Ayurveda and Obesity

According to Ayurveda, there are eight different types of human body that are very prone to the onset of diseases and ailments. In the Charak Samhita, it is recorded that an obese body tops the list of the eight disease-prone types of body. A body in the obese state or condition has excessive levels of fats deposited in the adipose tissue. In an obese body, the extra fats take a toll on the heart, liver, kidneys and joints like the hips, knees, and the ankles, laying the body open to the onslaught of a number of disorders related to the associated organs. Arthritis, high blood pressure, gout, bladder problems, diabetes and other serious diseases can easily affect a person, rife with obesity and overweight.
Ayurveda says that excessive eating or overeating, irregular eating habits, not sticking to a regular nutritious dietary habit, lack of exercise and an unhealthy lifestyle are the root cause of obesity. So, for an effective weight loss and obesity control program, you need to keep the three things in mind:

Managing your eating habits
Regular exercise
Keeping away from the causes of obesity
Home Remedies for Obesity:

Increase the intake of fruits, vegetables and low calorie foods
Diary products and non-vegetarian items should be avoided
Less intake of salt
Consume more mint either as chutneys with simple spices or as mint tea
Take more black pepper, ginger, cardamom and similar spices
Carrot juice can be taken on a regular basis
Consume vegetables like drumstick and bitter gourd at regular intervals
Potato, rice and other carbohydrate rich foods need to be avoided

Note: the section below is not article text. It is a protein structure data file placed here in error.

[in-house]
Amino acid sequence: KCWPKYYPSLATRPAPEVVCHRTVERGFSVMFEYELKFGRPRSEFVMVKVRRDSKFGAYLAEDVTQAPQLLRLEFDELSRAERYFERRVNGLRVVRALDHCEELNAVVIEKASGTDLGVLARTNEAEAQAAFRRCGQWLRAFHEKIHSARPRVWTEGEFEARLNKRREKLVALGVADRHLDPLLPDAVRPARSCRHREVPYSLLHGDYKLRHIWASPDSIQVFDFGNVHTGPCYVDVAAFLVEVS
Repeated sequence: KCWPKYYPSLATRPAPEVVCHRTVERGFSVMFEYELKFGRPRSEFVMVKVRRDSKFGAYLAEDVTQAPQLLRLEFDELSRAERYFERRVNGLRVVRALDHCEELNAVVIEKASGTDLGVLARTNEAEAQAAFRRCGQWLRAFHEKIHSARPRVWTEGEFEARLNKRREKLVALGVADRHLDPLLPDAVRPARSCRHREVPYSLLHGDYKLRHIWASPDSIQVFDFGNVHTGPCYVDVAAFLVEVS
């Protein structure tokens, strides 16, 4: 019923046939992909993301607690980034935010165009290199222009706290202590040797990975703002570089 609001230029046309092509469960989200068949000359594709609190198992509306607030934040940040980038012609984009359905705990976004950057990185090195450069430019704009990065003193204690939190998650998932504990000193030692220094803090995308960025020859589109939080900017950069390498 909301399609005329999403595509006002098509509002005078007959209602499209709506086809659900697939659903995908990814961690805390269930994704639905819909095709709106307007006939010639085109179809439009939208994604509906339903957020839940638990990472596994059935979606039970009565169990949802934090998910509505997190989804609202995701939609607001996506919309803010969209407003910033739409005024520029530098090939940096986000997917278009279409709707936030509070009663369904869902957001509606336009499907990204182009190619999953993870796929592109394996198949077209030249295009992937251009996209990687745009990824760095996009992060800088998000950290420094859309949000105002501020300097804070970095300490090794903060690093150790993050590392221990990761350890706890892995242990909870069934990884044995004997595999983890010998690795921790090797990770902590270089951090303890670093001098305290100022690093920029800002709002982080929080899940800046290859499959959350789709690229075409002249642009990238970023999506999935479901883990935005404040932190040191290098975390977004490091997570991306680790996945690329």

Cereals like wheat can be taken
Taking a fast, with just honey and lime juice
Take lots of raw as well as cooked cabbage
Preparation of Home Remedies:
Ayurvedic home remedies are prepared on the same scale as other medicines of Ayurveda, with the purpose of extracting and reaping the maximum therapeutic benefits while making the preparations palatable at the same time. The most popular methods of Ayurvedic home remedy preparations are:

Juice: The fresh leaves, flowers, or stems of the particular herb are grinded on a mortar and made into a paste. The paste is placed on a clean piece of cloth and squeezed to extract the juice.

Paste: The flowers, leaves, bark, stem or root of either a fresh or a dried herd is mixed with water and crushed or grounded on a mortar or a pastel to make a paste.

Powder: Dry herbs are used in preparing powders. Usually, herbs are dried either in a cool, ventilated place or in direct sunlight before they are grounded to a fine powder. They are then put into air-tight containers to be specifically used with honey, milk or water.

Decoction: In decoction, herbs are boiled in water, with the herb and the water roughly at a ratio of 1:16. The herb is soaked in water overnight and the mixture boiled till it reduces to one fourth of its original volume. It is then filtered and stored in bottles.

Infusion: Herbs are mixed in water in the ratio of 1:8 and then either heated slowly in the case of hot infusion or kept in cold water overnight for a cold infusion. It is then strained to be taken internally.

Tablets: Different herbs are dried separately and powdered before they are mixed in the desirable proportions. They are then mixed either with herbal juice or water to make a paste, from which tablets of specific sizes are made.

Medicated Ghee and Oil: Ghee or oil is cooked with decoctions, herbal juices or pastes at controlled temperature to make medicated ghee or oil.